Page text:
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5.7.3 is out

Jarkko Hietaniemi
March 4, 2002 21:06
5.7.3 is out
Message ID:
The below URL will take some time to percolate, so don't go off announcing
this just yet, I'll doublecheck things in the morning, after some sleep.


   Light thinks it travels faster than anything but it is wrong.
   No matter how fast light travels it finds the darkness has always
   got there first, and is waiting for it.
   -- "Reaper Man", Terry Pratchett

This is the release 5.7.3 of Perl.

This is the last developer release (5.7.x) before the next major
public release (5.8.0).  The current intent is to release Perl 5.8.0
in April or May, the Release Candidate 1 is planned to be released
Monday the 8th of April.

Therefore it is of utmost importance that you test this release
as extensively as you can.

* Try configuring, compiling, testing, and installing it.

  The less common platform you have, the more important this is,
  since the Perl developers do not have access to all the possible
  platforms, or the required programming and debugging experience
  on those platforms.

  * Get the source code and unpack it

  * Configure and compile it.  The below instructions are for
    UNIXy platforms, for other platforms see the PLATFORM.* files.

        cd perl-5.7.3
        sh Configure -de -Dusedevel -Dprefix=/usr/local/test/perl573

    The -de is the easy way out because it makes Configure
    to automatically choose default answers: if you want to
    answer the questions as usual, leave the -de away.
    The -Dusedevel is necessary for the -de to get past the
    question "do you really want to build a developer release".
    The directory after the -Dprefix= depends on your local conventions.

        make all
        make test

    Note that both of these phases may take considerably longer than
    in earlier releases of Perl: there are now more modules with Perl,
    and many, many more tests than before.

  * If "make test" succeeds, the output will end with something like this:

        All tests successful.
        u=3.03333  s=3.68333  cu=289.5  cs=43.6167  scripts=594  tests=56364

    If it doesn't, you will probably get a suggestion to run the "harness",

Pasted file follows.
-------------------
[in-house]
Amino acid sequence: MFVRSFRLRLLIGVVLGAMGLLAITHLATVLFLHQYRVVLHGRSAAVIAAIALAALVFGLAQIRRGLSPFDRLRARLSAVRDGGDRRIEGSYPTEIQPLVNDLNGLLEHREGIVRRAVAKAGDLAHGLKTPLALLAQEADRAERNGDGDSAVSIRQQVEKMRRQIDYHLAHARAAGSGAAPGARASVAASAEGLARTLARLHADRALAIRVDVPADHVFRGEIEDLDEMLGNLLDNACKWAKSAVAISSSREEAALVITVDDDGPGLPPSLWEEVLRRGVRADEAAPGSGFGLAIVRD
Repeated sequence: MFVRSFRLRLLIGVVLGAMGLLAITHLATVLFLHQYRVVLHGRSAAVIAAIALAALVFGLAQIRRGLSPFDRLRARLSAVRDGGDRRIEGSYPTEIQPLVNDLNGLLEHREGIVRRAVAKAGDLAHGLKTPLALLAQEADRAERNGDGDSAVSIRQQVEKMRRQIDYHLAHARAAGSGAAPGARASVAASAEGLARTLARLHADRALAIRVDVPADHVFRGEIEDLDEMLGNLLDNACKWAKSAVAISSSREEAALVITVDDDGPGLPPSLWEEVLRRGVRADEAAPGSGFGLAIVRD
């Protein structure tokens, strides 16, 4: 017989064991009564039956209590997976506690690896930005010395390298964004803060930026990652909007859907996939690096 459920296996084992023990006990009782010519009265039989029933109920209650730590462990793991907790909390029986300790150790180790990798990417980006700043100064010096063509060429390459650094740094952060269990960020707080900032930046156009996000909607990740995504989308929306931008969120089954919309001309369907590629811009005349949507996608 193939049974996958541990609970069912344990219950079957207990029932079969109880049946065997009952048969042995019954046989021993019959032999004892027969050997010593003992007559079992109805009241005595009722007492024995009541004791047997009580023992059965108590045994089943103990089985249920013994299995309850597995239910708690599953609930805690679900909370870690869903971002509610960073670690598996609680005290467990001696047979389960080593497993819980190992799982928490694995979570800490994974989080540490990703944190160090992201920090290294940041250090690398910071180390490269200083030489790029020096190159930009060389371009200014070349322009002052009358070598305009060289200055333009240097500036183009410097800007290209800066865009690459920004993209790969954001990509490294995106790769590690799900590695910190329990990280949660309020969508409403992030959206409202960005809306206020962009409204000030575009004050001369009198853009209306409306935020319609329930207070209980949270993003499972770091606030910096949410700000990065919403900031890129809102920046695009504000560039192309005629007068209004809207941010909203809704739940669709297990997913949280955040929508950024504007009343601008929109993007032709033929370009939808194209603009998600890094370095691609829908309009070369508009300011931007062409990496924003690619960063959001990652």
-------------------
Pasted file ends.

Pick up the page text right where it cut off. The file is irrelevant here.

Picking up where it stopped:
which will produce a more detailed report of what went wrong.

  * Use the perlbug program to report both successes and failures.

  * Assuming there are not too many failures, you may now proceed
    to installing the 5.7.3:

        make install

    Note that the executables will be installed with "5.7.3" attached,
    for example


    This is a feature of the developer releases, devised to avoid
    accidental installations over production use Perls.  This naming
    practice causes few glitches, such as module installation not finding
    the pod2man to format manual pages.  When the 5.8.0 RC1 comes out,
    it will no more have this safety feature.

  * For more instructions, please read the INSTALL file.

* Once installed, try installing CPAN modules.

        /usr/local/test/perl573/bin/perl5.7.3 -MCPAN -e shell

  Configure CPAN as usual and try installing your favourite modules.
  Look out for any new warning messages (new releases of Perl often
  introduce new warning messages) and of course, test and/or installation

  If everything tests and installs fine, great.  If not, let both the
  module author and perlbug know: either the module, or the upcoming Perl,
  or both, may need fixing.  In your report to the module author please
  remember to point out that you are using a developer version of Perl,
  advise the author how to get it, and that the developer version
  will soon become the official next release of Perl.

  The preferred way of contacting perlbug is the perlbug utility
  (or, rather, the perlbug5.7.3 utility).  If that doesn't work
  for some reason, you send email to, but please
  to choose a descriptive Subject line, and to include the output
  of the myconfig script.

* Try using your own Perl code with the 5.7.3.  Again, remember that
  you may get new warnings: the Perl developers may have noticed some
  ambiguous, even potentially hazardous practice, and introduced some
  new warnings for it.  And again, report problems using the perlbug

* Before reporting bugs, however, please read the perldelta file
  (pod/perldelta.pod).  It documents the changes made and failures known.


Jarkko Hietaniemi <>

$jhi++; #
        # There is this special biologist word we use for 'stable'.
        # It is 'dead'. -- Jack Cohen Perl Programming lists via nntp and http.
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